Enterovirus Infection of Human β-Cells Activates Dendritic Cells and Triggers Innate Antiviral Responses: Are Enteroviruses Convicted Now?

  1. Urs Christen
  1. From the Clinic of the Goethe University Frankfurt am Main, Pharmazentrum Frankfurt/ZAFES, Frankfurt am Main, Germany.
  1. Corresponding author: Urs Christen, christen{at}

Despite a large number of epidemiologic associations, clinical studies, and animal models, a direct involvement of pathogens in the etiology of human type 1 diabetes is still a matter of critical debate. Human enteroviruses (HEV), such as coxsackievirus B (CVB) and echoviruses (EV), have been associated with type 1 diabetes since the late 1960s (1) and have been found in pancreatic isolates of type 1 diabetic patients (24) (rev. in 5). However, there are several difficulties hampering the conviction of HEV as inducers of type 1 diabetes: 1) pancreatic biopsies are not done on a regular basis in type 1 diabetic patients; 2) HEV infections are frequently found in nondiabetic individuals and often remain asymptomatic; 3) the clinical manifestation of type 1 diabetes may occur years to decades after infection (virus infection as a “hit-and-run” event); 4) type 1 diabetic patients as well as healthy individuals undergo multiple virus infections throughout their lifetime, some of which might even protect them from rather than induce autoimmune disease; and 5) genetic predispositions might cover possible environmental (i.e., virus) factors.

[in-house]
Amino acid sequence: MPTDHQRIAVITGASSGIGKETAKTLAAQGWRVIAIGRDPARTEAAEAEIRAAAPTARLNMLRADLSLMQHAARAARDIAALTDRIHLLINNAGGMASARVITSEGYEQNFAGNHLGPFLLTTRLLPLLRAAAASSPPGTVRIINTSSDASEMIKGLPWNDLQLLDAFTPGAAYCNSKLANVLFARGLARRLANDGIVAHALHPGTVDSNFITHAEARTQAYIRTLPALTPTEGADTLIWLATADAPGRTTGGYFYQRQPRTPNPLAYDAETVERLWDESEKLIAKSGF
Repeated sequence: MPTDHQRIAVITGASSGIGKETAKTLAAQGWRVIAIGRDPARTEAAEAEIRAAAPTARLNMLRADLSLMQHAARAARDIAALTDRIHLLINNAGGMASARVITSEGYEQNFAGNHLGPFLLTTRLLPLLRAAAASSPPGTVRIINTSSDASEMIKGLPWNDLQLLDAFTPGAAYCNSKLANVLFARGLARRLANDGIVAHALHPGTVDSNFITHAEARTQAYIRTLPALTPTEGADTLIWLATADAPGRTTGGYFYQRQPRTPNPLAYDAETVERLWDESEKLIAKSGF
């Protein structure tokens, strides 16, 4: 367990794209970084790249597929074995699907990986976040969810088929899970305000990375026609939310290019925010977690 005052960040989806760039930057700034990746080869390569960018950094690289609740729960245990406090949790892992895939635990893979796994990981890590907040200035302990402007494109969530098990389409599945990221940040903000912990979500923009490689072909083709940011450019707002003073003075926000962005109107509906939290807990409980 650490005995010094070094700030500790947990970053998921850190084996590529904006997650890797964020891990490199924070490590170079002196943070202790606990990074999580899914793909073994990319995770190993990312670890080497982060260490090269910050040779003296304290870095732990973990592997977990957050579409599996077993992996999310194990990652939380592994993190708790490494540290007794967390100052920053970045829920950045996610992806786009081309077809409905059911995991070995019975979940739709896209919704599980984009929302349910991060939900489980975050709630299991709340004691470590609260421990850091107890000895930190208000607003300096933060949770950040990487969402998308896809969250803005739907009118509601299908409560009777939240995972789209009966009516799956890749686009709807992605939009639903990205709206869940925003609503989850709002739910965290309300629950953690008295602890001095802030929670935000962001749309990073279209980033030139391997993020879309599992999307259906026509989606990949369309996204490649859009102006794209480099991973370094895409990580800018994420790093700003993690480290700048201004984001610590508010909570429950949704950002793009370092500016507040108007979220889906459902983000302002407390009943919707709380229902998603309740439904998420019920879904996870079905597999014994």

In this issue of Diabetes, Schulte et al. (6) address the mechanism by which HEV infection of human islets might influence type 1 diabetes onset and/or progression. They found that monocyte-derived dendritic cells (DCs) efficiently phagocytosed CVB3-infected human and porcine islets. Phagocytosis of CVB3-infected islets induced the …

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